The March For Our Lives at the state Capitol rally marks its fifth anniversary since its inception after the 2018 shooting that killed 17 students and staff at a Parkland, Florida, high school. Hundreds are expected at the rally in Harrisburg, which coincides with similar rallies this week at state Capitols in Florida, Michigan, California and Texas.
The rally comes as Philadelphia is fighting in court for the right to impose its own gun-control policies. Also fueling the march, three police officers have been shot and killed so far this year: Christopher Fitzgerald of Temple University police, Chief Justin McIntire of Brackenridge police and Sean Sluganski of McKeesport police.
Gun violence is playing a big role in this spring's campaign for mayor of Philadelphia, while Temple University's president, Jason Wingard, told a panel of lawmakers Tuesday that Philadelphia's record-high homicide rate has wrought a climate in which students, faculty, parents and staff are afraid about the future.
Since 2018, Pennsylvania's Legislature — long controlled by Republicans — has not seriously entertained any new firearm restrictions. However, this year a one-seat Democratic majority has taken over the House and the chamber's Judiciary Committee will kick off this session's debate over gun violence with a hearing Thursday.
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March For Our Lives ralliers are pushing for legislation to ban sales of "assault weapons," close background check loopholes, require safe storage of firearms and other measures.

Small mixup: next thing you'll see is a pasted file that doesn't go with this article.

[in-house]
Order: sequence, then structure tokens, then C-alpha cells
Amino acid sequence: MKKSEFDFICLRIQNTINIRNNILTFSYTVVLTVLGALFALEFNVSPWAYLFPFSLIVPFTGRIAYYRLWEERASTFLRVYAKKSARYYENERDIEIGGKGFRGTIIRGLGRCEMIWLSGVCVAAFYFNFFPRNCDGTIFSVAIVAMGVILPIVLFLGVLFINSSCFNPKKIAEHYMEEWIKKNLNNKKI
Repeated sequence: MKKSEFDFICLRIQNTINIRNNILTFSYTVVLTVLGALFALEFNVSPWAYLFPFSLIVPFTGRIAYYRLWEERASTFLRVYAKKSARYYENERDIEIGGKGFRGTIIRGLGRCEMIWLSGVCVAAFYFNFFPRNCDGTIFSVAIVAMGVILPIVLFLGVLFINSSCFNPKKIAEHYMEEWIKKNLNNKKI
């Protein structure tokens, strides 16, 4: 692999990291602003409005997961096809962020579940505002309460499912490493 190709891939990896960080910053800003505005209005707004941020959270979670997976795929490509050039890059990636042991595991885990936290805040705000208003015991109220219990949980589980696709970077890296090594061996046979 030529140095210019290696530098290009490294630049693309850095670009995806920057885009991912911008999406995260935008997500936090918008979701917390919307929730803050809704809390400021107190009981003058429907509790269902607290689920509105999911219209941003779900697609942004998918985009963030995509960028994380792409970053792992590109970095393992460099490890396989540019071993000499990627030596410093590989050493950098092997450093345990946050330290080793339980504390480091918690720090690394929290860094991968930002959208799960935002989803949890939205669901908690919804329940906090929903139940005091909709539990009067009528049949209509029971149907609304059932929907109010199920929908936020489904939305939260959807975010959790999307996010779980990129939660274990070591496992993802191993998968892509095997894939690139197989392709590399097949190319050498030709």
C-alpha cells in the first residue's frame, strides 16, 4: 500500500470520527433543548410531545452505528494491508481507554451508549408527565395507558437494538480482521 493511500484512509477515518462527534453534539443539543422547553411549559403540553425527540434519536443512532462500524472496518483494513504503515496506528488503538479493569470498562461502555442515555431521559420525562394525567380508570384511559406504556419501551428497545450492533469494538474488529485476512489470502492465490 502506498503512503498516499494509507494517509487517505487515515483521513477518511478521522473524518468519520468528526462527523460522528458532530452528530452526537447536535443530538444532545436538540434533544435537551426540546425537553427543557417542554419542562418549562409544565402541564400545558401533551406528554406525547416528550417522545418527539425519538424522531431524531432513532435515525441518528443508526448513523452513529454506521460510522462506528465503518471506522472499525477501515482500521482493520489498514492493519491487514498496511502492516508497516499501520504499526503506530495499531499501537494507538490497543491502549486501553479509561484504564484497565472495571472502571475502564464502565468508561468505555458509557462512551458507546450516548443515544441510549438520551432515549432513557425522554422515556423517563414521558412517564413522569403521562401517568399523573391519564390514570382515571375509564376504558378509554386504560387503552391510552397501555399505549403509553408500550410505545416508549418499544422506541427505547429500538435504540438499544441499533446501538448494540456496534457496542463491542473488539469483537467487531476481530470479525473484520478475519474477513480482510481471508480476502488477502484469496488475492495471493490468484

They have philosophical allies in newly elected Democratic Gov. Josh Shapiro and Democratic leadership in the House and Senate. Democrats say they are more optimistic about getting legislation passed now that their majority in the House has the power to bring up bills for votes.
However, Republicans who currently hold a six-seat Senate majority are historically protective of gun rights, resisting nearly every new gun control measure.
In interviews, Shapiro has said the level of gun violence is "unacceptable" and must be addressed through a number of efforts. He is proposing to devote more money to anti-violence programs, mental health and helping police departments recruit more officers.
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He also has backed gun-control measures, such as eliminating loopholes in background checks, passing a "red flag" law and banning the sale of "weapons of war" and large magazines.
"Listen, if you’re a law-abiding gun owner, you got nothing to worry about with me," Shapiro said during a January interview with KDKA-TV in Pittsburgh. "But you should be part of this coalition that we’re trying to build to keep guns out of the hands of criminals."
Legislation introduced thus far by Democrats includes a so-called "red flag" bill, but also a bill to require first-time gun owners to get certified to use a firearm and a measure to give state law enforcement agencies broader jurisdiction to pursue gun crimes.
In Philadelphia, there were 473 shooting fatalities in 2022 and 1,789 nonfatal shooting victims, according to city statistics. That was down slightly from 2021, but from from 311 shooting fatalities in 2019 and 1,162 nonfatal shooting victims.
Statewide, there were 924 shooting fatalities in Pennsylvania in 2022 — up slightly from 2021 — and 2,589 nonfatal shooting victims, according to the non-profit Gun Violence Archive.